What to know about a new report on lead pipe replacement in Wisconsin

MADISON – Lead pipes are in more focus than ever in Wisconsin as the state makes a concerted effort to remove the toxic metal from all water supply lines across the state.

But the task will be extensive and very costly, according to a new report from the nonpartisan Wisconsin Policy Forum. The report shows how much work has been done in Wisconsin and how much remains to be done, particularly in Milwaukee.

Here’s what the Policy Forum said in its latest report.

Why is it so important to engage with leads?

Lead ingestion is harmful to health and can limit brain development, affect the nervous system and often lead to reduced mental performance in children.

Dust and paint chips from cracked or peeling lead paint often pose the greatest risk, but leaded drinking water still accounts for 10 to 20 percent of American children’s lead intake, and that number increases when formula-fed infants are taken into account.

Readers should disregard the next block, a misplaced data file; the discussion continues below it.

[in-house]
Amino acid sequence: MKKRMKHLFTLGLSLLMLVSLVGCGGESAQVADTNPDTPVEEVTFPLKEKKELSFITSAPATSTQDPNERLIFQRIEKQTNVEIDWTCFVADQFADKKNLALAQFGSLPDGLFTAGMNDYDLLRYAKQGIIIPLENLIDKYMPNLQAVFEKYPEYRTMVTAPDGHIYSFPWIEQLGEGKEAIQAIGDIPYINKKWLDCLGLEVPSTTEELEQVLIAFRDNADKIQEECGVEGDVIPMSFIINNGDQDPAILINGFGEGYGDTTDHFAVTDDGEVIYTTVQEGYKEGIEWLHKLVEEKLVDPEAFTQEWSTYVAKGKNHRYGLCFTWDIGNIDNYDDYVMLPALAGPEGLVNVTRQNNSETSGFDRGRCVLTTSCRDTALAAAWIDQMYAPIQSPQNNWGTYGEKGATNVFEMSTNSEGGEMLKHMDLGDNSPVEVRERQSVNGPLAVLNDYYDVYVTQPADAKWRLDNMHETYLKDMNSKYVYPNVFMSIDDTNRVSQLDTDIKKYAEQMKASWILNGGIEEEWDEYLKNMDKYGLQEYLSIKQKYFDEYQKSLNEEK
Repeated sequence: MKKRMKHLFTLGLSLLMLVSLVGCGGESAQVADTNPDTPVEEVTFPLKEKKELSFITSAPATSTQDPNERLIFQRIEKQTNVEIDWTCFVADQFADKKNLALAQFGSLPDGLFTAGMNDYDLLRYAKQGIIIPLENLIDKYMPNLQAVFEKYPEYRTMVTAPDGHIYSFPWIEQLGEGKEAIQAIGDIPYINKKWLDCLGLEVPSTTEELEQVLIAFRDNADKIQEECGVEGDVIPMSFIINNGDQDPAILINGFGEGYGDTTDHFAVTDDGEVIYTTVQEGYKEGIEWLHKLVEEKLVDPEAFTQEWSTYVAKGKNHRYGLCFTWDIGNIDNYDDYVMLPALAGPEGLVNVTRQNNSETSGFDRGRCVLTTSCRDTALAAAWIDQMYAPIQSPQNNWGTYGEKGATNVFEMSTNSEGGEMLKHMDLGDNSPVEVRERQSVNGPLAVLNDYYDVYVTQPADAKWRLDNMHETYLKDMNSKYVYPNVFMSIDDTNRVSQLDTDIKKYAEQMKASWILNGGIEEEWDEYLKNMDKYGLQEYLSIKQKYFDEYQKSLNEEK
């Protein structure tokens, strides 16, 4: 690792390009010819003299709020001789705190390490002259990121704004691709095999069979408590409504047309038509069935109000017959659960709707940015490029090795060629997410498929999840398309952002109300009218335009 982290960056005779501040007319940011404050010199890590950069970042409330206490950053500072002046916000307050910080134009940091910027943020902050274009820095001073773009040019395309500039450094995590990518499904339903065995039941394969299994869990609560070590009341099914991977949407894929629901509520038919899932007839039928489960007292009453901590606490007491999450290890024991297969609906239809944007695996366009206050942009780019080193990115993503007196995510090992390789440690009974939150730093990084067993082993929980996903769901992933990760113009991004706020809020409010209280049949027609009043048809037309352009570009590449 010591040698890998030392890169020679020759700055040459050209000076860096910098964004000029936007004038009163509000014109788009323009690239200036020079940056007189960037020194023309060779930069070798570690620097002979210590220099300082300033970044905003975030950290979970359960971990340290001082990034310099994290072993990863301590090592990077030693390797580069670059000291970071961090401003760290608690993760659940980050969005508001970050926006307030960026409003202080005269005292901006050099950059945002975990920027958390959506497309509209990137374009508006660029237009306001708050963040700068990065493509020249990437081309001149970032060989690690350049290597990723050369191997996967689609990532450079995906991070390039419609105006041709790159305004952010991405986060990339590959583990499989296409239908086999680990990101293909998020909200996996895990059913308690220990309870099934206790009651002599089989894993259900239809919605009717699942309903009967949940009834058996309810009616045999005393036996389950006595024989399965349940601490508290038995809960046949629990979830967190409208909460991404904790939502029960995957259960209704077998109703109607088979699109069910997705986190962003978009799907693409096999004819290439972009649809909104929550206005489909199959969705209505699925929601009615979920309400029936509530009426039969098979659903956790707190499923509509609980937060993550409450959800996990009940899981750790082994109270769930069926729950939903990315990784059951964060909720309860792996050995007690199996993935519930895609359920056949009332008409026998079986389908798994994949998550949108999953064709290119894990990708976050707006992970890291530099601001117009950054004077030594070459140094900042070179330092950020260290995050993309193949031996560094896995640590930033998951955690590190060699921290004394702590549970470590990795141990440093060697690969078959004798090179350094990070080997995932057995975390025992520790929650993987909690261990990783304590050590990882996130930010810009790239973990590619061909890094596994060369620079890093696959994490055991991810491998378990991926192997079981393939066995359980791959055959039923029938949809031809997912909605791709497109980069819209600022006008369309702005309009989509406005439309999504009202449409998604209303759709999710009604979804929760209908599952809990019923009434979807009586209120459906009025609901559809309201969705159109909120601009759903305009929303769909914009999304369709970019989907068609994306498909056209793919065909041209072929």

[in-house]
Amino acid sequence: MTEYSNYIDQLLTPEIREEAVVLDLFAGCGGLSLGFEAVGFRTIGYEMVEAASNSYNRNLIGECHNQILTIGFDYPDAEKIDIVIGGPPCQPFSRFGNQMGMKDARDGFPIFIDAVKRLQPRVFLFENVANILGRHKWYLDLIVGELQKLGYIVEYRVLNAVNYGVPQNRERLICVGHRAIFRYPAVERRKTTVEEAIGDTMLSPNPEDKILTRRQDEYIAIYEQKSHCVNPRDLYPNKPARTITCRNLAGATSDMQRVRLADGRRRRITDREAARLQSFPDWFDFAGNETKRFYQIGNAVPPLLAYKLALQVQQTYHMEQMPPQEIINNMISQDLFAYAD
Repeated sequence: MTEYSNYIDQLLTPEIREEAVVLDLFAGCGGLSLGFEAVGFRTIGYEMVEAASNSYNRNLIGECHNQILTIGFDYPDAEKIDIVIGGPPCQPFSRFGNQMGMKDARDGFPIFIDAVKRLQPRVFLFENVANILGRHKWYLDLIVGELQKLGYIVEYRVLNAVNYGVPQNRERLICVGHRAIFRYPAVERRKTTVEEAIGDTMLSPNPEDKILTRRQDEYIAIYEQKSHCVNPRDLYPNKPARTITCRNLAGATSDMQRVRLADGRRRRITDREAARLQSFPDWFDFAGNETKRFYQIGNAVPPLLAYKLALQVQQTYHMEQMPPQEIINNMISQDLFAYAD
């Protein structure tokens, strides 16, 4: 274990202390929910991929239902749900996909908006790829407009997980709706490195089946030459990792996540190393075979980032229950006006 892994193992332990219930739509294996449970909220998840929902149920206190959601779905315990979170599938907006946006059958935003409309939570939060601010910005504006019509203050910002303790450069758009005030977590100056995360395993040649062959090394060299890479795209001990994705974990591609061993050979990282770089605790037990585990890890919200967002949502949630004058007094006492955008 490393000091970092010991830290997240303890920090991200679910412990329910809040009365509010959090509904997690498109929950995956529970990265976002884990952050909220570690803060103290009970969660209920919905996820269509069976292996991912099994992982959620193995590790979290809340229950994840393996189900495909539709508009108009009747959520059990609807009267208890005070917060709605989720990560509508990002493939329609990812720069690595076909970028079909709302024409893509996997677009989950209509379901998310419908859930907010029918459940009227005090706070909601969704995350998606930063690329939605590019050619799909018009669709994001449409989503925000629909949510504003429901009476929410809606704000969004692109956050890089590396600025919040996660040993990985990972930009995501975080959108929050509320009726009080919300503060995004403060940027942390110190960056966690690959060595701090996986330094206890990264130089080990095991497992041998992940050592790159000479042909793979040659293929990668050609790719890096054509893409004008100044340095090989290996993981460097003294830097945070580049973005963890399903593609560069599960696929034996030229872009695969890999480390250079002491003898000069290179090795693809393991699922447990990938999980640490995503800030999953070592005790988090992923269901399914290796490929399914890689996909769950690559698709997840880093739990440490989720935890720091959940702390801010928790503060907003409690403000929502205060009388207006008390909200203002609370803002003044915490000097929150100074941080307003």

While lead consumption is unhealthy for adults, children are even more at risk.

In Milwaukee, the Wisconsin Department of Health Services reported in 2018 that 9.2% of children age 5 or younger in Milwaukee have elevated blood lead levels.

Is there a way to protect residents if the lead pipes are not removed?

Yes, water treatment plants can take steps to slow or prevent lead from flaking off the inside of pipes and entering the water flowing into a home.

According to the report, water utilities sometimes use phosphates to coat the inside of pipes, but this solution is not permanent.

“The coating can be affected by changes in water chemistry or work on water pipes, which can result in contaminated water,” the report said. “Because even coated lead pipes carry some risk, removal is the safest option in the long term.”

More:Wausau is working to address lead and PFAS. The Biden administration says others should do the same

Where is lead used?

Lead was not used in Wisconsin in the pipes that carry water from the city’s water treatment plant to homes, but it was used in many service pipes that carry water from city infrastructure under streets and up to homes.

Lead was used for pipes because of its flexibility – it could be bent around trees or rocks – and because there was less chance of the pipes bursting when the ground froze.